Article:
Shingles

Shingles is infectious from when the rash first appears until the last blister has scabbed over. This is usually after about 10-14 days.

Tonsillitis

Tonsillitis itself isn’t contagious but the viruses that cause it are. The length of time you’re infectious will depend on the virus. Read more on the causes of tonsillitis.

Fatigue – 10 medical reasons for feeling tired

Treatments for Fatigue
Fatigue

Any serious illness, especially painful ones, can make you tired. But some quite minor illnesses can also leave you feeling washed out. Here are 10 health conditions that are known to cause fatigue.

1. Coeliac disease

This is a type of food intolerance, where your body reacts badly when you eat gluten – a substance found in bread, cakes and cereals. One in 100 people in the UK are affected, but research suggests that up to 90% of them don’t know they have the condition, according to patient group Coeliac UK. Other symptoms of coeliac disease, apart from tiredness, are diarrhoea, anaemia and weight loss. Your GP can check if you have coeliac disease through a blood test.

Read more about coeliac disease.

2. Anaemia

One of the most common medical reasons for feeling constantly run down is iron deficiency anaemia. It affects around one in 20 men and post-menopausal women, but may be even more common in women who are still having periods.

Typically, you’ll feel you can’t be bothered to do anything, your muscles will feel heavy and you’ll get tired very quickly. Women with heavy periods and pregnant women are especially prone to anaemia.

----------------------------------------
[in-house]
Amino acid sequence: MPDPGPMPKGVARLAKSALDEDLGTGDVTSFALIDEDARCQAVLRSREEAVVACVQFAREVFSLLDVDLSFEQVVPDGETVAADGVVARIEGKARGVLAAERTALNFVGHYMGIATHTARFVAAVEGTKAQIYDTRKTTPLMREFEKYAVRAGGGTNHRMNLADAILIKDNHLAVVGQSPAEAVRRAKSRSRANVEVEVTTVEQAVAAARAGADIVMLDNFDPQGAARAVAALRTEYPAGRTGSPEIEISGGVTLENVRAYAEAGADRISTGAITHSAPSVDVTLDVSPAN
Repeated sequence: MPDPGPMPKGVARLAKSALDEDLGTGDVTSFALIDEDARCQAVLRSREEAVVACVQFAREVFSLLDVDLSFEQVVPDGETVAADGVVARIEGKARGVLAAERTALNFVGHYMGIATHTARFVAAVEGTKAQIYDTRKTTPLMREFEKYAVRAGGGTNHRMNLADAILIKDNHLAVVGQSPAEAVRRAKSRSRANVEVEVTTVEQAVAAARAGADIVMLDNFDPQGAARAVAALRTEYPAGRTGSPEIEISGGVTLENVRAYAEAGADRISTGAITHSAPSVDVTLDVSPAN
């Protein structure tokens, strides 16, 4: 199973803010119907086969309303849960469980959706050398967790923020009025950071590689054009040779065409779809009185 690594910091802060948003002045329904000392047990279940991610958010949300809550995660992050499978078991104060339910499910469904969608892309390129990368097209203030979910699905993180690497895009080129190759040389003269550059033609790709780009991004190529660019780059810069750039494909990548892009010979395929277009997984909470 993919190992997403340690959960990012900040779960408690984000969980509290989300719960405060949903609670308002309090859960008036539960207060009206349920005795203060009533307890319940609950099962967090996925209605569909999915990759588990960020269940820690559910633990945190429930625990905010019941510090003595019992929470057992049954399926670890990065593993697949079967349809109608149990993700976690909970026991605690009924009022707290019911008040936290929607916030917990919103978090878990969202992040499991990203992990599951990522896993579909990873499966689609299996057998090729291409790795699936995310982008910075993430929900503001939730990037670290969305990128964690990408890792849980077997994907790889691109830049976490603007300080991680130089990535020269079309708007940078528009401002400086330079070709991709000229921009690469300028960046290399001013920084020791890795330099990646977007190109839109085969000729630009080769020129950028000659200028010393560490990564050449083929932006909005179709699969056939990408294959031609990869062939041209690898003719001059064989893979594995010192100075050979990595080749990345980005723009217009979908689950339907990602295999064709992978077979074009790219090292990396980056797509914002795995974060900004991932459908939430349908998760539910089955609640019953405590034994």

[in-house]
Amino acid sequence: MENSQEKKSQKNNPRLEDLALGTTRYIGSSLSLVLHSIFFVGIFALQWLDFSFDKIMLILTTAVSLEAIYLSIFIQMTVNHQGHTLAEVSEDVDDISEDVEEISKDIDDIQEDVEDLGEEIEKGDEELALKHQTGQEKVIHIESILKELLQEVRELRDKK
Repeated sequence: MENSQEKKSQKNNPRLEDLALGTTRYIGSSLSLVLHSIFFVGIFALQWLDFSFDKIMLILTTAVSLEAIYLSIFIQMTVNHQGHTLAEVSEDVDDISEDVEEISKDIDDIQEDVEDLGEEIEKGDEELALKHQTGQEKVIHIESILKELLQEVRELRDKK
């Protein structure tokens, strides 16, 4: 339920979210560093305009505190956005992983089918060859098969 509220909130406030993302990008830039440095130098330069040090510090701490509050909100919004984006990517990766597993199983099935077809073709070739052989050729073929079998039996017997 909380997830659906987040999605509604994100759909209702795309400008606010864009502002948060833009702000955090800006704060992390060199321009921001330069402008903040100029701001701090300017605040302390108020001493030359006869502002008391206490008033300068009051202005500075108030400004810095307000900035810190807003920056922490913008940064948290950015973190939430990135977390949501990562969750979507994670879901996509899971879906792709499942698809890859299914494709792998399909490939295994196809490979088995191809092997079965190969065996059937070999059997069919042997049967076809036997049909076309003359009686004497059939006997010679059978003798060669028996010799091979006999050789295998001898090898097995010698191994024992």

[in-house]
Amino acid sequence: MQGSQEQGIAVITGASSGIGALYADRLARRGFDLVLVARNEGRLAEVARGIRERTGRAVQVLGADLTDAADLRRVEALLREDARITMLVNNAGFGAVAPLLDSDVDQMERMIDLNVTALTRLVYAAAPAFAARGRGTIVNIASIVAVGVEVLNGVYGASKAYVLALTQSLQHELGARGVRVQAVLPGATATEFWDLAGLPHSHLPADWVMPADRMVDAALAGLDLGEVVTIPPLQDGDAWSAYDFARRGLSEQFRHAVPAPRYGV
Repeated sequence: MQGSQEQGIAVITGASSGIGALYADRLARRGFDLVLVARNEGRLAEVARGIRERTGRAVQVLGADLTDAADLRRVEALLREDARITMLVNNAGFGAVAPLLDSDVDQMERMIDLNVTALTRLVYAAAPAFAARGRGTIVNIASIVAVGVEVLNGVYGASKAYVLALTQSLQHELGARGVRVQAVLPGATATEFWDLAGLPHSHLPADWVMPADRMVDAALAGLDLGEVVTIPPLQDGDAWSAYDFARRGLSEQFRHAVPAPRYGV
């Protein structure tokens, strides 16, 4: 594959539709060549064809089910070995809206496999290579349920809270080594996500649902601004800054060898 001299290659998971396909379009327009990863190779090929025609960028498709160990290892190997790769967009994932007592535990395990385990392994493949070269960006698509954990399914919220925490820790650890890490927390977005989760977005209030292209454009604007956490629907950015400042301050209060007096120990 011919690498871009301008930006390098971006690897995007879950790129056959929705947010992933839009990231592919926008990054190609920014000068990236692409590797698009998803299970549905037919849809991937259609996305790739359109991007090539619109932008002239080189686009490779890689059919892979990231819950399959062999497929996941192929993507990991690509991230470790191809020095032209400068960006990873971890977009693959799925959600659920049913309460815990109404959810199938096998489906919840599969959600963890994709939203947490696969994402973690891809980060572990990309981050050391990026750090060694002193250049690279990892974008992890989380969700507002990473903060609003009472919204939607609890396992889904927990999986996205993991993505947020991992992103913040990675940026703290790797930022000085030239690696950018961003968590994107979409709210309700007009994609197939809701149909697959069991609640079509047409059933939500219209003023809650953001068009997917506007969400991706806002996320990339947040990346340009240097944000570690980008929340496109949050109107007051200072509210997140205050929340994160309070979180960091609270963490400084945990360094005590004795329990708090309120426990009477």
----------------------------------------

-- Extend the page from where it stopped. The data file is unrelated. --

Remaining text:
Read more about iron deficiency anaemia.

3. Chronic fatigue syndrome

Chronic fatigue syndrome (also called myalgic encephalomyelitis or ME) is a severe and disabling tiredness that goes on for at least six months. There are usually other symptoms, such as a sore throat, muscle or joint pain and headache.


Read more about chronic fatigue syndrome.

4. Sleep apnoea

Sleep apnoea is a condition where your throat narrows or closes during sleep and repeatedly interrupts your breathing. This results in bad snoring and a drop in your blood’s oxygen levels. The difficulty in breathing means that you wake up often in the night, and feel exhausted the next day.

It’s most common in overweight, middle-aged men. Drinking alcohol and smoking makes it worse.

Read more about sleep apnoea.

5. Underactive thyroid

An underactive thyroid gland means that you have too little thyroid hormone (thyroxine) in your body. This makes you feel tired. You’re also likely to put on weight and have aching muscles. It’s most common in women, and it happens more often as you get older.

Your GP can diagnose an underactive thyroid by taking a blood test.

Read more about having an underactive thyroid.

6. Diabetes